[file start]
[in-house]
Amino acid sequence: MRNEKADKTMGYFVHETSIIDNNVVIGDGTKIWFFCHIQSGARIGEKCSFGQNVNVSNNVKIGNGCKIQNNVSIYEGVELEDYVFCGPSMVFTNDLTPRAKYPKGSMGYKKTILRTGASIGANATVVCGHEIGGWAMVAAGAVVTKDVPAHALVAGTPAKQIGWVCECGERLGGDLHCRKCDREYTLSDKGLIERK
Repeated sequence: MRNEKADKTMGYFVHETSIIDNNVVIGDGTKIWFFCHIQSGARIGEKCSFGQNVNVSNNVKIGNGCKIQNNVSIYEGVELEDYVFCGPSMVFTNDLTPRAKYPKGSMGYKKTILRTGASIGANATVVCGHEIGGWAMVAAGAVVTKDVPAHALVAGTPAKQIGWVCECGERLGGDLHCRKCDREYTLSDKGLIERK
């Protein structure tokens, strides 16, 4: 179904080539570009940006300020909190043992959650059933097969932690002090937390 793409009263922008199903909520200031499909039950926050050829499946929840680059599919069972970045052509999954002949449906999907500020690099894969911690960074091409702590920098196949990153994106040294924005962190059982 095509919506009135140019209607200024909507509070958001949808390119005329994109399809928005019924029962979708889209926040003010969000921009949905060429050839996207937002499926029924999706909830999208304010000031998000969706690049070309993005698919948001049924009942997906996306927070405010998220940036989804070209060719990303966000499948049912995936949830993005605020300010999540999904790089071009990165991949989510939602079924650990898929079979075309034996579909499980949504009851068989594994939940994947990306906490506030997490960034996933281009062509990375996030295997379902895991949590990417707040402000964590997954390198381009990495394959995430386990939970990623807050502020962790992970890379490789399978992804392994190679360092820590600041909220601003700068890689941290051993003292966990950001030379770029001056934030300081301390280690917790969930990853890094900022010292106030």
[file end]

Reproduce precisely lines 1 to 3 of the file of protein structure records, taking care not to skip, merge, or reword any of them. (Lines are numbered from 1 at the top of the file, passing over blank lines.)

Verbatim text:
[in-house]
Amino acid sequence: MRNEKADKTMGYFVHETSIIDNNVVIGDGTKIWFFCHIQSGARIGEKCSFGQNVNVSNNVKIGNGCKIQNNVSIYEGVELEDYVFCGPSMVFTNDLTPRAKYPKGSMGYKKTILRTGASIGANATVVCGHEIGGWAMVAAGAVVTKDVPAHALVAGTPAKQIGWVCECGERLGGDLHCRKCDREYTLSDKGLIERK
Repeated sequence: MRNEKADKTMGYFVHETSIIDNNVVIGDGTKIWFFCHIQSGARIGEKCSFGQNVNVSNNVKIGNGCKIQNNVSIYEGVELEDYVFCGPSMVFTNDLTPRAKYPKGSMGYKKTILRTGASIGANATVVCGHEIGGWAMVAAGAVVTKDVPAHALVAGTPAKQIGWVCECGERLGGDLHCRKCDREYTLSDKGLIERK